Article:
A Look at the Masks and the Puppets in The Lion King

via www.stage-directions.com It was this week 21 years ago, Oct. 15, 1997 to be precise, that The Lion King played its first preview and audiences first saw the beautiful and intricate costumes, masks and puppetry so central to the narrative and to the unique experience of the production. Adam Savage and the team at Tested went backstage at The Lion King during its run in San Francisco in this video visit to the musical’s puppet shop, where puppet supervisor Michael Reilly walked them through the numerous intricate and varied puppets and masks used in the performance and showed how they’re maintained in their traveling workshop. The production and design credits for the show when it opened at the New Amsterdam Theatre were: Scenic Design by Richard Hudson Costume Design by Juli...

Broadway’s Biggest Debut: King Kong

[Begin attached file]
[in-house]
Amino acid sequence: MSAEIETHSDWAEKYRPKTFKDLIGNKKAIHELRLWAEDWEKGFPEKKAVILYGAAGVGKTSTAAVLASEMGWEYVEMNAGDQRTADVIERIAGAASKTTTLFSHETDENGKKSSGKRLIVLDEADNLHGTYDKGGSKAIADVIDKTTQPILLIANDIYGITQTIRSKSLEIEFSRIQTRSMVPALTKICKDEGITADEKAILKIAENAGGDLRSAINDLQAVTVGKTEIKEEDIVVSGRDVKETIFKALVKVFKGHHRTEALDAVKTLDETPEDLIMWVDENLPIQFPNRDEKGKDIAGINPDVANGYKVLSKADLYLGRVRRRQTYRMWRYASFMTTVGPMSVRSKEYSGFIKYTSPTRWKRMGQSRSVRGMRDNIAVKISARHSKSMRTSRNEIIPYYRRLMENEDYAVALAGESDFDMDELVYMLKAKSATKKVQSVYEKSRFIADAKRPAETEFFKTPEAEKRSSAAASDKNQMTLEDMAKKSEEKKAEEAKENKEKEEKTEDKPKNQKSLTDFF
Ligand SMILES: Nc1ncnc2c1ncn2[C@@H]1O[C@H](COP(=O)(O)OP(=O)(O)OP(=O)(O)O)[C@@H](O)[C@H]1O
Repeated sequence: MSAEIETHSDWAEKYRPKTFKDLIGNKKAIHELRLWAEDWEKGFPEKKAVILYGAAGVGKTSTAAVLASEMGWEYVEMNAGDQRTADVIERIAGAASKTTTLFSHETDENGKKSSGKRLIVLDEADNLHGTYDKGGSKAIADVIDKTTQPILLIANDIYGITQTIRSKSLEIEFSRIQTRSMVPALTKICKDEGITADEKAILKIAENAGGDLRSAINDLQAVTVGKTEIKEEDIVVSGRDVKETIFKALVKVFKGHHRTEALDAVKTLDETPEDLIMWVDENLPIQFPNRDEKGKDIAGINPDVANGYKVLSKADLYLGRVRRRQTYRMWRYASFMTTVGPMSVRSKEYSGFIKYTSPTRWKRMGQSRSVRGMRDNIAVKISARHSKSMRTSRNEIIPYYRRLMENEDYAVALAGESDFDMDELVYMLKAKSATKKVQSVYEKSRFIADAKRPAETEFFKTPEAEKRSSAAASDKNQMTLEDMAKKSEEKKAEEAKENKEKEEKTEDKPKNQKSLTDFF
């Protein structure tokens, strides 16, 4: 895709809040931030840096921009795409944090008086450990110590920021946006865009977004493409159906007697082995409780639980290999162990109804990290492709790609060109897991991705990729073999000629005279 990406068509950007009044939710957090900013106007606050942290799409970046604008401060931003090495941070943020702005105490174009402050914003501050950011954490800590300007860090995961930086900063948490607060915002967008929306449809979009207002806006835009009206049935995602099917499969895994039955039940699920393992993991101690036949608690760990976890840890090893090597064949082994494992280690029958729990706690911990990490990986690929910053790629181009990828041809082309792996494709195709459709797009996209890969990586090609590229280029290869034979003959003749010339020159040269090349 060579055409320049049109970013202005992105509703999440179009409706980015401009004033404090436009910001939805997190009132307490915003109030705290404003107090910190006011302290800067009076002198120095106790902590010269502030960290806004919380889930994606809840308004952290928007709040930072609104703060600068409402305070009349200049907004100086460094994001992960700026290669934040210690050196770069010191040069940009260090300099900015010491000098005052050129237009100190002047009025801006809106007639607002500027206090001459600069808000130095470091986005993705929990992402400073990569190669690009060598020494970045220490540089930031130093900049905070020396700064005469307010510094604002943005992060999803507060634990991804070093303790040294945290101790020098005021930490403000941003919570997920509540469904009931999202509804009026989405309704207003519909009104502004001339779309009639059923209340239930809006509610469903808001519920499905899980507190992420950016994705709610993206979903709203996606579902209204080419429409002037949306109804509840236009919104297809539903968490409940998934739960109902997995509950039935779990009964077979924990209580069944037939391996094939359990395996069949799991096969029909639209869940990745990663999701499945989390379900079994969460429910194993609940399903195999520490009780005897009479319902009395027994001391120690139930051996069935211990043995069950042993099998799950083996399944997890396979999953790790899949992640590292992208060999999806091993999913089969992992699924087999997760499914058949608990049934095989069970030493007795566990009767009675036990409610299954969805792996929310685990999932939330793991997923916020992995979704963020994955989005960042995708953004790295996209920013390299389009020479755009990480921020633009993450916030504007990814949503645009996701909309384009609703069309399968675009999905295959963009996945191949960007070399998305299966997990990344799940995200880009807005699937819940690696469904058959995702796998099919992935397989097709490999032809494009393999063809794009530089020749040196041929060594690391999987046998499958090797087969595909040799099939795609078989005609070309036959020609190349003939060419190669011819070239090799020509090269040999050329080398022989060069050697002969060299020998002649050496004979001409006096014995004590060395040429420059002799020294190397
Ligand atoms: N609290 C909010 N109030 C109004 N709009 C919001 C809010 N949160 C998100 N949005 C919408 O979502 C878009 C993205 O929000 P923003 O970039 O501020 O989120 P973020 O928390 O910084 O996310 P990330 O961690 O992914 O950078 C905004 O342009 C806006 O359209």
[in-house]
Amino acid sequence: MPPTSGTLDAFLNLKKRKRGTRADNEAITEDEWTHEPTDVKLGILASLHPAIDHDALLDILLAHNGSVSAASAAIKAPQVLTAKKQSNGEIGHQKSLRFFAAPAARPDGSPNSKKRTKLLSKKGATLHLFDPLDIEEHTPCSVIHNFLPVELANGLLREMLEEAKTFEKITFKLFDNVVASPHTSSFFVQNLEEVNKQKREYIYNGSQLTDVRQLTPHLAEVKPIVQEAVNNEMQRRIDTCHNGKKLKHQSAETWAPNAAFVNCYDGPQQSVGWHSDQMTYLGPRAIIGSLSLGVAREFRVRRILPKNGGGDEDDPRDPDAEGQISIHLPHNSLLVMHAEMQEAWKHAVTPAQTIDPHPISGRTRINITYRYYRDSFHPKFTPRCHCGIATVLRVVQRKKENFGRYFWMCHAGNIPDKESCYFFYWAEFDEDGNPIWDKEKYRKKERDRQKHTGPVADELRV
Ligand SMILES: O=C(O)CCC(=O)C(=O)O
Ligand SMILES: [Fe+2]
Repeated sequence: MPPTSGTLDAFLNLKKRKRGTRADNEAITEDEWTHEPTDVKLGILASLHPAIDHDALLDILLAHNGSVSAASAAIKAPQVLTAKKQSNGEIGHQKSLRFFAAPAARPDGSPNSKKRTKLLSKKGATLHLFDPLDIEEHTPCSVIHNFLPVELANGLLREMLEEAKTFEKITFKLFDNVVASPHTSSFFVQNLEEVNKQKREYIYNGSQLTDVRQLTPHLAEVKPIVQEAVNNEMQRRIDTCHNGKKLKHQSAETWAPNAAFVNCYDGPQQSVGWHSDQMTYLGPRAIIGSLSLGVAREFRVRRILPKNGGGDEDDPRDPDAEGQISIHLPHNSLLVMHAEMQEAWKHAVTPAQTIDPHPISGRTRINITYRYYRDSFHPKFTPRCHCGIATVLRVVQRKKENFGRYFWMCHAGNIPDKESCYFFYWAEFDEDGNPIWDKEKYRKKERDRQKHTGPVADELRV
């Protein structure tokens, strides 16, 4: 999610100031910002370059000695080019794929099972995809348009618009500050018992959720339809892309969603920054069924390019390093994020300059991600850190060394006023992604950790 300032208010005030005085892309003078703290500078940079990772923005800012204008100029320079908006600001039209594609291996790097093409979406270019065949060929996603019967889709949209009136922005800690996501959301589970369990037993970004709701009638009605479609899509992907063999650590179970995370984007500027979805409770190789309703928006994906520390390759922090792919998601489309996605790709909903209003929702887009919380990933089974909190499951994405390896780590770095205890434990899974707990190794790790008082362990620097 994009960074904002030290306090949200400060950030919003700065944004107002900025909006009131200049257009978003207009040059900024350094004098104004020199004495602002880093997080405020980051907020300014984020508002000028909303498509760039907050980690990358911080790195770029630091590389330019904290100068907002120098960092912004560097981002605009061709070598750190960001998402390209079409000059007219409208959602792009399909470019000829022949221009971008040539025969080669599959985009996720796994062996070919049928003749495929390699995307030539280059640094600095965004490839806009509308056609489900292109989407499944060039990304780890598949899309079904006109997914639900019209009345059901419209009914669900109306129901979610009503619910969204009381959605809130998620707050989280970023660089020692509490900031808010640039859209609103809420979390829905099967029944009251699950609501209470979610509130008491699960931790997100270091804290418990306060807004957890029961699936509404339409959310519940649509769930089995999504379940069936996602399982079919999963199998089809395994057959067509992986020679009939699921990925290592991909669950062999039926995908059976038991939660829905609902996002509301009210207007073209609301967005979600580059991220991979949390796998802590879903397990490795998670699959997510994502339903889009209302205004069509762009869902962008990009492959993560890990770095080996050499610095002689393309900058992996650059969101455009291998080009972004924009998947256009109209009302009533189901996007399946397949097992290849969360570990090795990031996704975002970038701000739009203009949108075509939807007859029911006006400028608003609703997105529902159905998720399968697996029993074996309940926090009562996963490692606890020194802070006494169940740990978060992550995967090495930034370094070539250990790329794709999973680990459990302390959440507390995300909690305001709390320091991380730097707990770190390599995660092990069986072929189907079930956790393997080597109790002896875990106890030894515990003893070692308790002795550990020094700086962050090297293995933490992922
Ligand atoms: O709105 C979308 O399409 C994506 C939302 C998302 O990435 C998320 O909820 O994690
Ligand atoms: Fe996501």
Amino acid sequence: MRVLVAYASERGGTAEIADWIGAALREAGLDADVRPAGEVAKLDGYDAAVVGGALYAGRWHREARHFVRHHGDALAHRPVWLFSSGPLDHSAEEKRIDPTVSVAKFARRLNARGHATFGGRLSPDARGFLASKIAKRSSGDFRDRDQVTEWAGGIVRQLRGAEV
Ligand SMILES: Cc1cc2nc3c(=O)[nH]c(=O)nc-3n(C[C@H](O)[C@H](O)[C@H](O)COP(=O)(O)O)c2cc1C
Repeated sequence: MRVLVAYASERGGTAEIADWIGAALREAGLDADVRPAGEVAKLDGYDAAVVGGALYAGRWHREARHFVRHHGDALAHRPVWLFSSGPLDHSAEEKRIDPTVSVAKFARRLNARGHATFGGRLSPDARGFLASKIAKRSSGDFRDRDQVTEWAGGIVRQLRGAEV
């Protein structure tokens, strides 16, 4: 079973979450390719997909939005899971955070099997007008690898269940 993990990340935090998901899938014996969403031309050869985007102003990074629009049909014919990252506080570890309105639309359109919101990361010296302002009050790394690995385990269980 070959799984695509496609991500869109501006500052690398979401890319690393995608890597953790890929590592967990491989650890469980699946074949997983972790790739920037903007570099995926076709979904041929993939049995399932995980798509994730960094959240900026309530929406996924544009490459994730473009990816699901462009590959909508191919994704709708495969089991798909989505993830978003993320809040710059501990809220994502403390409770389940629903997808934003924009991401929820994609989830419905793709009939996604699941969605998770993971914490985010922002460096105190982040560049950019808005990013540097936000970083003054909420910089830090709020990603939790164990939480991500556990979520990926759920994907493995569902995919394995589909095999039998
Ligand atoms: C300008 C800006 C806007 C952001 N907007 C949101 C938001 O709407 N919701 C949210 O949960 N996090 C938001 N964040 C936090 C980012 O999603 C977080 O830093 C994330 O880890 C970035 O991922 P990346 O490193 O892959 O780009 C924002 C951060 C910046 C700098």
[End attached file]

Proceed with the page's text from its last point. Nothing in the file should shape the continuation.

BY MICHAEL PAULSON  via www.nytimes.com He’s 20 feet tall and weighs 2,000 pounds. He’s monstrous, but, his creators hope, also moving. And he’s coming to Broadway this fall. King Kong arrives next month as the title character, and the one constant, in a $35 million musical which has been in development for nearly a decade, churning through scripts, songs and creative teams as the producers try to shape a show worthy of their title character. He’s being brought to life by an animatronic ape unlike any puppet Broadway has seen before — a moving sculpture, with sad eyes and a fearsome roar, requiring 14 performers, as well as 16 microprocessors, to operate. The massive marionette is in some ways as naturalistic as his co-stars — he does not burst into song or break into dance, but instead kn...